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Publication numberUS3511316 A
Publication typeGrant
Publication dateMay 12, 1970
Filing dateJan 5, 1967
Priority dateJan 5, 1967
Publication numberUS 3511316 A, US 3511316A, US-A-3511316, US3511316 A, US3511316A
InventorsCantral John Isaac, Oerman Orey William
Original AssigneeDeere & Co
Export CitationBiBTeX, EndNote, RefMan
External Links: USPTO, USPTO Assignment, Espacenet
Hydraulic marker for agricultural implements
US 3511316 A
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Description  (OCR text may contain errors)

May 12, 1-970 W. GERMAN ET AL HYDRAULIC MARKER FOR AGRICULTURAL IMPLEMENTS Filed Jan. 5, 1967 2 Sheets-Sheet l ATTORNEY 3,511,316 HYDRAULIC MARKER FOR AGRICULTURAL IMPLEMENTS Filed Jan. 5, 1967 May 12,1970 0, w, Q'ERMAN ET AL 2 Sheets-Sheet 2 FIG. 2

FIG. 5

US. Cl. 172-126 3,511,316 HYDRAULIC MARKER FOR AGRICULTURAL IMPLEMENTS Orey William German and John Isaac Cantral, Moline,

lll., assignors to Deere & Company, Moline, Ill., a

corporation of Delaware Filed Jan. 5, 1967, Ser. No. 607,535 Int. Cl. A01b 35/32 2 Claims ABSTRACT OF THE DISCLOSURE It is an object of the present invention to provide a novel mounting structure for a hydraulically actuated marker arm.

It is a further object of the present invention to provide a novel hydraulic circuit for operating a hydraulical- 1y driven fertilizer attachment in conjunction with hydraulically actuated markers in such a fashion that the fertilizer attachment can only be driven when at least one of the hydraulic markers is down.

These and other objects and advantages of this invention will be apparent to those skilled in the art after a consideration of the following detailed description, taken in conjunction with the accompanying drawings in which the preferred form of this invention is illustrated.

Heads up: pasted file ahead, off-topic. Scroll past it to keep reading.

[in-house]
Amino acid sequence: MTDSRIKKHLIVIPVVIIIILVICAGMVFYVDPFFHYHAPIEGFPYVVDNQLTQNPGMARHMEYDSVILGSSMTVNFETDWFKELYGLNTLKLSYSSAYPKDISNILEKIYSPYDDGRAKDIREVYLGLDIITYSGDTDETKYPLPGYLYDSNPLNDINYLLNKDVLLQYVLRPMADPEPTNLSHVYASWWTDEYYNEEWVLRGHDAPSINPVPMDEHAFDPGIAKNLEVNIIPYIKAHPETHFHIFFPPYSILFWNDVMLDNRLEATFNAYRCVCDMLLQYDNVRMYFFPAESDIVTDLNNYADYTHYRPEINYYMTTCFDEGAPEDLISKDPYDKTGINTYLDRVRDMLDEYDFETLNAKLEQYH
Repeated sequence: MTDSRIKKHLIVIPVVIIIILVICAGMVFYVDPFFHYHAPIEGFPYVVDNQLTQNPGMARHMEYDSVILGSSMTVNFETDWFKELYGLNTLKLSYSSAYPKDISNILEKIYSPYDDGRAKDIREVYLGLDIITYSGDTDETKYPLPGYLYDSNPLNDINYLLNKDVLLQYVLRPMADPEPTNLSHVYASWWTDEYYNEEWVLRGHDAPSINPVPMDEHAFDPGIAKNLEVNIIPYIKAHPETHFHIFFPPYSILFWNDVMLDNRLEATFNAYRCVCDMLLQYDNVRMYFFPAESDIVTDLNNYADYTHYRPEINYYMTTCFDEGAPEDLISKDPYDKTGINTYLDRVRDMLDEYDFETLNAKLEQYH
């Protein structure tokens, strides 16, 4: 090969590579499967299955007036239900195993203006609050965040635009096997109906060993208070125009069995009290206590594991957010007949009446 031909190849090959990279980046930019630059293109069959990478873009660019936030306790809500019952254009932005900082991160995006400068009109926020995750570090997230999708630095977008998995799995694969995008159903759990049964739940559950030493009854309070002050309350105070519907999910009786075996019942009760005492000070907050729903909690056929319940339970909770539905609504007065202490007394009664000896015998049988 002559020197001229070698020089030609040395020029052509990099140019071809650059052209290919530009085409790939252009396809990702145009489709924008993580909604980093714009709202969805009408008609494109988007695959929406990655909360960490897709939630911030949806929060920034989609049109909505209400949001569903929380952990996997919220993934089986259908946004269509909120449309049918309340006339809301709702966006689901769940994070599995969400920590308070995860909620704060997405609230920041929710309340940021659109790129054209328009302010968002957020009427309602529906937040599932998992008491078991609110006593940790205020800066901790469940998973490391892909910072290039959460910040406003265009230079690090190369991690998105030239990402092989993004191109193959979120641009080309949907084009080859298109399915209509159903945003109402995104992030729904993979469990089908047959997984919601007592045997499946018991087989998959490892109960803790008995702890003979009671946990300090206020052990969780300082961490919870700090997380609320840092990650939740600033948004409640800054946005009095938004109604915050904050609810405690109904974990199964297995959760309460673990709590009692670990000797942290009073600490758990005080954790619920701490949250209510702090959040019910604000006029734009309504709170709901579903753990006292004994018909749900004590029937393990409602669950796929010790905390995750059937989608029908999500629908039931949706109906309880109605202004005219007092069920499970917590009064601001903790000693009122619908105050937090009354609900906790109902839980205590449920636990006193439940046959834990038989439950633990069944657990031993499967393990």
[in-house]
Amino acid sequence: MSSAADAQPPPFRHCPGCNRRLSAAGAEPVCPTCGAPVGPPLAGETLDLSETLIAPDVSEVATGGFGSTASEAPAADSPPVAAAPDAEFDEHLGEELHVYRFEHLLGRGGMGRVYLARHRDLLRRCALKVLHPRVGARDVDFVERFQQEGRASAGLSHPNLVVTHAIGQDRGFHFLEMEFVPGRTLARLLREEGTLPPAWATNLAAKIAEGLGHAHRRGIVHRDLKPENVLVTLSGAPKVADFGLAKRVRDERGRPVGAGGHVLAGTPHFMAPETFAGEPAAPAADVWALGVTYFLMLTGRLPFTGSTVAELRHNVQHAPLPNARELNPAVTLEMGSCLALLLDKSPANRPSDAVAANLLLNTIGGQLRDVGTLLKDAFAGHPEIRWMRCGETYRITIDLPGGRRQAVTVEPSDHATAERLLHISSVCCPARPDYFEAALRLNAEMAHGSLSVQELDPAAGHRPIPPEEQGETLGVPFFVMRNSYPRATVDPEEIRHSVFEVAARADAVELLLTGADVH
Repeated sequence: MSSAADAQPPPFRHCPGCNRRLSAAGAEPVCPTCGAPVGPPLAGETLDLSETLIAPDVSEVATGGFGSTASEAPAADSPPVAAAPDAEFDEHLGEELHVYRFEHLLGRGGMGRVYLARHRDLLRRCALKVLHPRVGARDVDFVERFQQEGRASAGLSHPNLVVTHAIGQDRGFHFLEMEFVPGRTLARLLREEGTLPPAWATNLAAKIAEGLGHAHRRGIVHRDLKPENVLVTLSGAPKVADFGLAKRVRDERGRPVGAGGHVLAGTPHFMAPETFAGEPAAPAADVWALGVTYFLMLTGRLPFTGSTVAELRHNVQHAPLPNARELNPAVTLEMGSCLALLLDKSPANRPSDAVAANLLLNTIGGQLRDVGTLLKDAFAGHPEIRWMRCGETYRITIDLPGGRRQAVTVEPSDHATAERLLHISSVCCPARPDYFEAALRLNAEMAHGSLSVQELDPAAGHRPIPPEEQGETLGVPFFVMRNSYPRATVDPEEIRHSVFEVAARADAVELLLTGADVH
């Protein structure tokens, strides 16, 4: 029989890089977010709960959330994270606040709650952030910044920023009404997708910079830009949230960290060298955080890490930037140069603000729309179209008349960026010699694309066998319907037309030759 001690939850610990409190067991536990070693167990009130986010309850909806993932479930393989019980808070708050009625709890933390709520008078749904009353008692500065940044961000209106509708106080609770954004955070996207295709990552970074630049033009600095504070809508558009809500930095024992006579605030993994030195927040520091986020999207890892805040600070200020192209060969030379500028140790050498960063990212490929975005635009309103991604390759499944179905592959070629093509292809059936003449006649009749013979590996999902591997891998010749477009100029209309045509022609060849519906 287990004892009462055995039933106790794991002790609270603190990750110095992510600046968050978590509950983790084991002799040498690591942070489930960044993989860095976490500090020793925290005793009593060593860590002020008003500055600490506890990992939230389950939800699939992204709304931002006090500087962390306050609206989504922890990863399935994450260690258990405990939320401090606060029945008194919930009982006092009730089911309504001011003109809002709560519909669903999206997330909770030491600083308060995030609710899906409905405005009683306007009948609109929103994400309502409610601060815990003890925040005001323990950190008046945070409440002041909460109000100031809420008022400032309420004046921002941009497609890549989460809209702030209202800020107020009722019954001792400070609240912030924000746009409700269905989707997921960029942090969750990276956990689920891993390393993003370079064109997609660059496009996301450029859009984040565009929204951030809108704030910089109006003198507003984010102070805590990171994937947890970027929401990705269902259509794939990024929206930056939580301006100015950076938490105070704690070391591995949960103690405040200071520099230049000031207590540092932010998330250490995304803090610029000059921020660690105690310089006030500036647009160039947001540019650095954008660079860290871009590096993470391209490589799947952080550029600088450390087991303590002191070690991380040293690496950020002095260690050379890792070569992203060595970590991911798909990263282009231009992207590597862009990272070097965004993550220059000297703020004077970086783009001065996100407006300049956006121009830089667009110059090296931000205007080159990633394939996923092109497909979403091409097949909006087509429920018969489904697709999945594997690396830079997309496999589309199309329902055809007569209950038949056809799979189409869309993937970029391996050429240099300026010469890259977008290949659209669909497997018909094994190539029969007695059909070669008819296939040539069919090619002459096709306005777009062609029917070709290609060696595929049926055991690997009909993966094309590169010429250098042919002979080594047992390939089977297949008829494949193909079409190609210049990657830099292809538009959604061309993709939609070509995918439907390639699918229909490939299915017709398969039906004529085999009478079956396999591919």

FIG. 1 is a perspective view of a semi-integral fertilizer distributor secured to a tractor, the fertilizer distributor being provided with hydraulically actuated row markers.

FIGS. 2 and 3 are rear and plan views of the mounting structure for the hydraulically actuated marker arm shown in FIG. 1.

FIG. 4 is an end view of the structure shown in FIGS. 2 and 3 in which the marker support is not illustrated.

FIG. 5 is a schematic view of the hydraulic control circuit which may be used with the hydraulically driven fertilizer distributors and hydraulic marker arms of FIG. 1.

Referring first to FIG. 1, a semi-integral tool-bar, indicated generally at 10, is shown secured to a tractor, indicated generally at 12. While not shown in FIG. 1, it should be noted that the toolbar is provided with a forwardly extending hitch frame which may be secured to the lower draft links of at ractor, the lower draft links being vertically movable as is conventional. The forwardly extending hitch frame is rigidly secured to a midportion of the toolbar 14, and rearwardly extending frames 16, which are secured at their forward ends to the toolbar 14, carry at their rear ends castering wheels 18.